Letters from Readers
N.B. –Opinions expressed are those of our Correspondents and MOTOR SPORT does not necessarily associate itself with them. -ED
Many thanks for the piece published in the June issue of MOTOR SPORT, reviewing the QED BBC-1 programme that dealt with our 1981 World Land Speed Record Attempt.
Howeve,. there is a serious error of fact contained in the report to which I would like to draw your attention. In one paragraph you state “The crew were seen congratulating Noble on having exceeded Donald Campbell’s speed with a wheel driven car, but Project Thrust’s 420 m.p.h. with what its driver thought was 480 m.p.h. at one point, was done only in one direction, so is no kind of official record.”
On October 10th, the day in question, we made two runs in opposite directions through the course. The return run was made within the regulation 60 minutes — and both runs were timed officially by the USAC, sanctioning body for the event. The point was made in the commentary I did for the film that the speed of 418.118 m.p.h. was the average of both runs timed over the kilo.
The actual times and speeds were: 1, 5.696 secs. —.392.720 m.p. h.; 2, 5.004 secs. — 447.029 m.p.h. ; Average — 5.350 secs. —418.118mph.
Whilst recognising that this speed leaves us far short of our World Land Speed Record Objective of 650 m.p.h., this was the crucial turning point for the Project Thrust Team. Technically, we had at this point overcome the problems that had beset our attempt (Stability / Track / Parachutes etc.) — and proved that at high speed with full reheat the car is fast and stable enough to achieve our ultimate goal. We were confident at that point that with only a few more runs at progressively higher speeds, we could establish a new 650 m.p.h.
Donald Campbell’s Record of 403.1 m.p.h was an important psychological target for our team — and exceeding it was a great boost for morale — for it proved that we had built the fastest ever British car designed to run under LSR rules.
Twickenham, Middlesex RICHARD NOBLE
[I apologise to Richard Noble, that brave and tenacious man, for doing him out of one run over the timed kilometre at Utah last year. But that double run at an average of 418.029 m.p.h. was no sort of record. It did not break the speed at which Summers and Goldenrod hold the wheel-driven “LSR” at 409.277 m.p.h. over the mile, because Thrust 2 is not a wheel-driven projectile. There is no need to use the Utah speed as proof that Noble is the fastest British driver and Thrust 2 the fastest British car, as this combination holds the British “LSR”, at 259.74 m.p.h., set up over the Greenham Common ¼-mile. Nor can Noble claim the British f.s. kilometre record, because, to break this, the runs must be made on British soil and Britain has not yet taken over the United States. (Curiously, such a record could be taken by a non-national, say a Japanese driver in an American car, providing the course is on British soil.) When he did 403.1 m.p.h. at Utah the late Donald Campbell in “Bluebird” set a new “LSR” for wheel-driven cars. As Thrust 2 is a thrust-propelled vehicle using its wheels only for support, there is only one absolute record up to one mile that it can try to better, away from its country of origin, i.e. Gary Gabelich’s 630.388 m.p.h. in “The Blue Flame’, unless it could manage on three wheels and beat Breedlove’s 526.28 m.p.h.. in “The Spirit of America”! Incidentally, although there has been a tendencey in America to time the “LSR” over the two-way mile, Gabelich made his faster run over the kilometre, so the World’s f.s. mile is there to aim at, standing to this same driver and car, at 622.407 m.p.h. I hope this time Richard, who has unofficially gone quicker than Donald, succeeds and I wish him the best of British luck. — Ed.]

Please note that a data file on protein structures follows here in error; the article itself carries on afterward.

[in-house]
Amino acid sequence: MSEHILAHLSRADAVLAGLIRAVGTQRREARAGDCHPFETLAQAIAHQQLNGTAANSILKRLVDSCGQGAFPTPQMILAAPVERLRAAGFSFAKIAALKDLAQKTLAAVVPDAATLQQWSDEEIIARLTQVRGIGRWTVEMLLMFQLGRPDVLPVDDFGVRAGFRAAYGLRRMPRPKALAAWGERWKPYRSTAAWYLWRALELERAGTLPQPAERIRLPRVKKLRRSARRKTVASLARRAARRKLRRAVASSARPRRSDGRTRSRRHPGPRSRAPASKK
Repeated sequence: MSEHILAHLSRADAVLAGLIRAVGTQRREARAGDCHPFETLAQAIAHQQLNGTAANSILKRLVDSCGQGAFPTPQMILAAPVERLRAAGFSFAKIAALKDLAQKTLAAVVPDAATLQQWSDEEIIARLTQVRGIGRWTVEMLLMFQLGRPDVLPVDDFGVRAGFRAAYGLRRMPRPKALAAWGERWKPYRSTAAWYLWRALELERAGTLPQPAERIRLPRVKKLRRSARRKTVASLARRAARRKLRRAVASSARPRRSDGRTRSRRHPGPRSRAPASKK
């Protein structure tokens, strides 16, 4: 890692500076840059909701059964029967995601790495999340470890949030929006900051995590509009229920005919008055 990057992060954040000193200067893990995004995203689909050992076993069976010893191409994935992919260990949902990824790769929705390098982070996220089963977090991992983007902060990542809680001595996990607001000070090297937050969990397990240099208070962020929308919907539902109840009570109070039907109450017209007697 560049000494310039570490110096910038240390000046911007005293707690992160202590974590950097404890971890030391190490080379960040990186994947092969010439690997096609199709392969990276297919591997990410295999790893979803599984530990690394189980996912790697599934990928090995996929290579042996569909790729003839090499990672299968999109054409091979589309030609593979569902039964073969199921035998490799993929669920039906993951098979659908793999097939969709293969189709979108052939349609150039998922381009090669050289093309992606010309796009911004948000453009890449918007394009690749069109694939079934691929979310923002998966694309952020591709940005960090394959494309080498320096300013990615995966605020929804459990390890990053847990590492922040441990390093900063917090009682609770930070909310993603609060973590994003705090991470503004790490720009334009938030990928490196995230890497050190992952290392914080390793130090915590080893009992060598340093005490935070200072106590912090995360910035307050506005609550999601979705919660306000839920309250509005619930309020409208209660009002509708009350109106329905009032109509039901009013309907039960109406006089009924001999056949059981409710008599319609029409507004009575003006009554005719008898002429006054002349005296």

I found Mr. B. Simpson’s letter in the June edition of MOTOR SPORT extremely interesting as he marked two significant points, one intentionally the other not.
Firstly, we have seen in recent years that a competitive F3 driver can do a fair job in a Grand Prix car, e.g. Piquet, Boesel, Palmer. Mr. Simpson shows, through Charles Lucas, that a F3 driver might also have the flair to drive an historic GP car at competitive speeds.
Secondly, with such high speeds attained by modern single seaters and drivers having to contend with lateral forces of 3g through 150 m.p.h. corners, some might feel that the drivers of 30 or 20 years ago had a comparatively easy time. Especially when historic cars are frequently to be seen driven quickly by enthusiastic amateurs.
I do not believe this to be the case. Times time of 1 min. 44.2 sec., would have put Lucas on row 2 or 3 of the grid for the ’56 British GP, but Moss was on pole in a 250F with a time of 1 min. 41 sec.
My conclusion is that a star performer in a lesser formula will often be able to drive a GP car well, but that vital difference between a good time and an “ace” time has always been there and I hope always will.
As an aside, though driver ability probably hasn’t changed much with regard to out and out speed, surely today’s drivers’ are more careless than there of 20-years-ago? Look at the number of retirements at Long Beach and Monaco caused by accidents.
Horsham, Sussex. ALASTAIR B. CONNERS
I believe I saw the car pictured on page 722 of the last issue when it was being built in a garage in Boscombe, Bournemouth in the spring of 1939. At that time the owner of the garage (near Boscombe Arcade), whose name I cannot recall, fitted a Centric blower to my L-Type MG Magna and it was during visits to view progress on this that I saw the car.